Thousands are marching in Washington, D.C. and across the country on Saturday in a push to pass federal voting rights legislation.

Saturday marked the 58th anniversary of Martin Luther King Jr.’s historic 1963  “I Have a Dream” speech. This year’s rally comes as voting rights take center stage, with GOP-controlled legislatures considering or passing bills that would restrict ballot box access.

Organizers began gathering at 8 a.m. at McPherson Square and marched along Black Lives Matter Plaza toward the National Mall.


“What do we want? Voting rights! When you we want then? Now!” shouted one group of demonstrators marching with Black Lives Matter signs.


The Rev. Al Sharpton was seen earlier on Saturday marching down 15th Avenue toward Constitution Avenue. Also in the video were Texas Reps. Sheila Jackson LeeSheila Jackson LeeActivists gear up for voting rights march to mark King anniversary Hillicon Valley: Federal cyber agency kicks off effort to defend US against cyberattacks | Senators introduce bill to sanction nations tied to ransomware attacks | Amazon pushes back corporate reopening Lawmakers roll out bipartisan bill to help track cyber crimes MORE (D) and Al GreenAlexander (Al) N. GreenRental aid emerges as new housing fight after eviction ban Rep. Al Green, Texas state lawmaker arrested outside Capitol during voting rights protest Manchin meets with Texas lawmakers on voting rights MORE (D).

The three are among roughly a dozen others expected to speak Saturday afternoon.  

Federal voting rights legislation has been a top Democratic priority following the election as Republicans continue to push former President TrumpDonald TrumpWalensky says ‘now is the time’ to tackle gun violence: report Banks fights Jan. 6 committee effort to seek lawmaker records Biden to raise pay for federal employees effective Jan. 1. MORE’s claims that the election was stolen.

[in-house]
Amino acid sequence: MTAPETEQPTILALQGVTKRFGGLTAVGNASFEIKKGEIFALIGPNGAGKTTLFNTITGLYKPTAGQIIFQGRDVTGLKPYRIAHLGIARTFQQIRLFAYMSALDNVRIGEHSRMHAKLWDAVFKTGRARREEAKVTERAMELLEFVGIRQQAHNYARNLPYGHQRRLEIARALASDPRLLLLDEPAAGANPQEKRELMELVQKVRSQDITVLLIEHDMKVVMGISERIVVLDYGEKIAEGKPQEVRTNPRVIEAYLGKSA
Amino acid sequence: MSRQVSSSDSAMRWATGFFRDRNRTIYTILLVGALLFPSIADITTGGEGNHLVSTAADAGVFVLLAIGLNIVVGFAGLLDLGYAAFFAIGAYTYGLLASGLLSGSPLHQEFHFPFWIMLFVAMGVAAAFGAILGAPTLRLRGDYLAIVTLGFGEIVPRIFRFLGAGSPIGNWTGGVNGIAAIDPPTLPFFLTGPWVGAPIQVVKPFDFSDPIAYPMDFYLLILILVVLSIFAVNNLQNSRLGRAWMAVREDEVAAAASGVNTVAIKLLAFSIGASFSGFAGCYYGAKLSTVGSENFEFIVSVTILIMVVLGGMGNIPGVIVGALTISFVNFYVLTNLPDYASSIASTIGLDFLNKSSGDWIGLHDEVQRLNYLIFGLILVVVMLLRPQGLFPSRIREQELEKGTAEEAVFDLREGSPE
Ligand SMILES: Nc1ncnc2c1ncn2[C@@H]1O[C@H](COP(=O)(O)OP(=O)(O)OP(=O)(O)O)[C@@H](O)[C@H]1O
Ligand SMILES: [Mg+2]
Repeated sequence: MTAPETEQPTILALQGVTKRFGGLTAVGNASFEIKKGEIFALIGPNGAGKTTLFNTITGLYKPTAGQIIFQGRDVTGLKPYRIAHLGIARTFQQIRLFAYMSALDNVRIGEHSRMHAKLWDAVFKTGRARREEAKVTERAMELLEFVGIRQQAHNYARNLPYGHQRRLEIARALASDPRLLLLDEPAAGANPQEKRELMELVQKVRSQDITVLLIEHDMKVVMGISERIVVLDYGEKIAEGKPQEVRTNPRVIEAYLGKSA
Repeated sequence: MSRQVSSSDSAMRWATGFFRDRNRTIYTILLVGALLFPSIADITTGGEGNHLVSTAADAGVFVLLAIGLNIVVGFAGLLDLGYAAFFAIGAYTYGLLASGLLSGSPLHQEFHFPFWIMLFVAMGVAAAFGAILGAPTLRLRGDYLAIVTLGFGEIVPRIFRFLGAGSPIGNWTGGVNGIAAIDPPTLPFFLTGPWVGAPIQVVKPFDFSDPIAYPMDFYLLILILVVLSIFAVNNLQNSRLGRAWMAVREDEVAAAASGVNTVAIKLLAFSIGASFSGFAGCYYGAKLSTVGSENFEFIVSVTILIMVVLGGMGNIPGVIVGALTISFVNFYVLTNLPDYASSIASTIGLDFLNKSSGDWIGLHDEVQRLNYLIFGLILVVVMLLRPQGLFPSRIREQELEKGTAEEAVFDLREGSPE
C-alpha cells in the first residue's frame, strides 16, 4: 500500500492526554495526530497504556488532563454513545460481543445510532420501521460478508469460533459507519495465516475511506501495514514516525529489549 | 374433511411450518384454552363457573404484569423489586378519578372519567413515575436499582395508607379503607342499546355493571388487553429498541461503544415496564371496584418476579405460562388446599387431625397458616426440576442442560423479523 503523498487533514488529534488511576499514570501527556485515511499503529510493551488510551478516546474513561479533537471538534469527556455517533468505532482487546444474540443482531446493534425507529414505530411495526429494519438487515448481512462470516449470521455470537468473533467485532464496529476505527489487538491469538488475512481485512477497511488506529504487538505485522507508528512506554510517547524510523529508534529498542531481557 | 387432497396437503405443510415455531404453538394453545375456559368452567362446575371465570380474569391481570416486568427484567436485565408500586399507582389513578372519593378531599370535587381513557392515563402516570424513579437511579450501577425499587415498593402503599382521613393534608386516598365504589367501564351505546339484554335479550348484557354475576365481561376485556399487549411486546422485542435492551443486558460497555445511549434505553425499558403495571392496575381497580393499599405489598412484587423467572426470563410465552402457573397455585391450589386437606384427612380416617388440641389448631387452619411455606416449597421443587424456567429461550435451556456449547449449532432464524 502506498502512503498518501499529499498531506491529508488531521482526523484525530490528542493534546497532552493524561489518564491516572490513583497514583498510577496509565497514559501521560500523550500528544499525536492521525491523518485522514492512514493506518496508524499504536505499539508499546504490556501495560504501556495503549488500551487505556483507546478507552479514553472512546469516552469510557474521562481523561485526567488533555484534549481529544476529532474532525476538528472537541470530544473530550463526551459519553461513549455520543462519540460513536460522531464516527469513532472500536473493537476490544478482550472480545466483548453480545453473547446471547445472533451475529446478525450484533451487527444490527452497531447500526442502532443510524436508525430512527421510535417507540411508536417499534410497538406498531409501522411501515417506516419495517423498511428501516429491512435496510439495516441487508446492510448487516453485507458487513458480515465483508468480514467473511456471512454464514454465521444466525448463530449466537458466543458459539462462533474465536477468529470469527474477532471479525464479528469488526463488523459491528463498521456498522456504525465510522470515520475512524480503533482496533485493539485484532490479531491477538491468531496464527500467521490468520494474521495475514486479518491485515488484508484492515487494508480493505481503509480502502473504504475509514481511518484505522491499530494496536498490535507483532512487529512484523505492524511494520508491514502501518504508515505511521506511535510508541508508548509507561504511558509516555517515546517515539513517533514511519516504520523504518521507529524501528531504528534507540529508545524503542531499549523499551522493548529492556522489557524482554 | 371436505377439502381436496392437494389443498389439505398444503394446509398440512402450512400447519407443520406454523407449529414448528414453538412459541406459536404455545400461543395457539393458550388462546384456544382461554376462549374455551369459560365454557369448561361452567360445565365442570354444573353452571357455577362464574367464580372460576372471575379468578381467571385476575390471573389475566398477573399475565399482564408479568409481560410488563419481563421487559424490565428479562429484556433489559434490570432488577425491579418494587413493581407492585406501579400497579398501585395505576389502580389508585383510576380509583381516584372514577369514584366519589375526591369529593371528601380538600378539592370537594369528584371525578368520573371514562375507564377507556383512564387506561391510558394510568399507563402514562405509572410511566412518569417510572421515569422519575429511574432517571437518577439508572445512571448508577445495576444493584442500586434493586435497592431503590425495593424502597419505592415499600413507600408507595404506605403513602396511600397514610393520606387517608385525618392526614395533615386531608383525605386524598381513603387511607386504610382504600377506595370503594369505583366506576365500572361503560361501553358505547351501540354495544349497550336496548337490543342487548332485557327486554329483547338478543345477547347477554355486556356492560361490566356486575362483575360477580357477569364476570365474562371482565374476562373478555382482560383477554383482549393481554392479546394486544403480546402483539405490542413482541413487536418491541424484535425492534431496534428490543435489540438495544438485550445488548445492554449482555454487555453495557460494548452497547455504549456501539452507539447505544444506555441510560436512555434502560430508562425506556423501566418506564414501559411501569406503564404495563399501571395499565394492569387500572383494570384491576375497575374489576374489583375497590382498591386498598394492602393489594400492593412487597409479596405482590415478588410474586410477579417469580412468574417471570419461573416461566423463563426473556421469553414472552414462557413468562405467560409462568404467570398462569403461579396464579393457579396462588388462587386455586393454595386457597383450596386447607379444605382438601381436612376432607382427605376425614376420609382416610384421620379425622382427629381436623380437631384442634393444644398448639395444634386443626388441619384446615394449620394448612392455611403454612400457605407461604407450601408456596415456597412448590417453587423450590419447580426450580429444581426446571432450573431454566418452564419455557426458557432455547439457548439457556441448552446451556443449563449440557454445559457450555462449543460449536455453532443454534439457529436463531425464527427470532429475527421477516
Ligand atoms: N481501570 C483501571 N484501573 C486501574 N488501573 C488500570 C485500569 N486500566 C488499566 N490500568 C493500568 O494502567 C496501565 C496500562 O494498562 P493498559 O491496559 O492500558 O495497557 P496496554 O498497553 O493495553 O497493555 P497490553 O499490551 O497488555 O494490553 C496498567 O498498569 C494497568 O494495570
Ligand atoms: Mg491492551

According to March On, the organizer of the rally, 48 states have introduced 389 bills since January that it says amount to “outright voter suppression.”

Such legislation became highly contentious in Texas when a group of 50 state House Democrats fled to Washington, D.C., to deny the chamber a quorum and prevent the passage of a controversial voting reform bill.

The Texas House on Friday passed the legislation, which limits early voting hours and implements new voter ID requirements for mail-in voting. It also creates harsher penalties for voter fraud.

The House has passed the John Lewis Voting Rights Act, which would restore the provision of the Voting Rights Act that outlaws jurisdictions from implementing voting procedures that discriminate on the basis or race, color or membership in a language minority group.

But any voting rights measure faces an uphill battle in the Senate, where Democrats do not have the votes to break through a legislative filibuster.


Rallies were also held in Atlanta, Houston, Miami and Phoenix — cities in states where controversial voting legislation has passed.

In Atlanta, civil rights activist Ben Jealous led the crowd in a chant encouraging President BidenJoe BidenFather of slain Marine: ‘Biden turned his back on him’ US conducts military strike against ISIS-K planner Pentagon official holds first talks with Chinese military under Biden: report MORE call for an end to the senate filibuster.

“Hey, hey! Hey, Joe! The filibuster has got to go!” Jealous chanted.

The march was held outside of Ebenezer Baptist Church, where King was pastor. His daughter, the Rev. Bernice King, is expected to speak.

Updated: 11:51 a.m.

You Might Like
Learn more about RevenueStripe...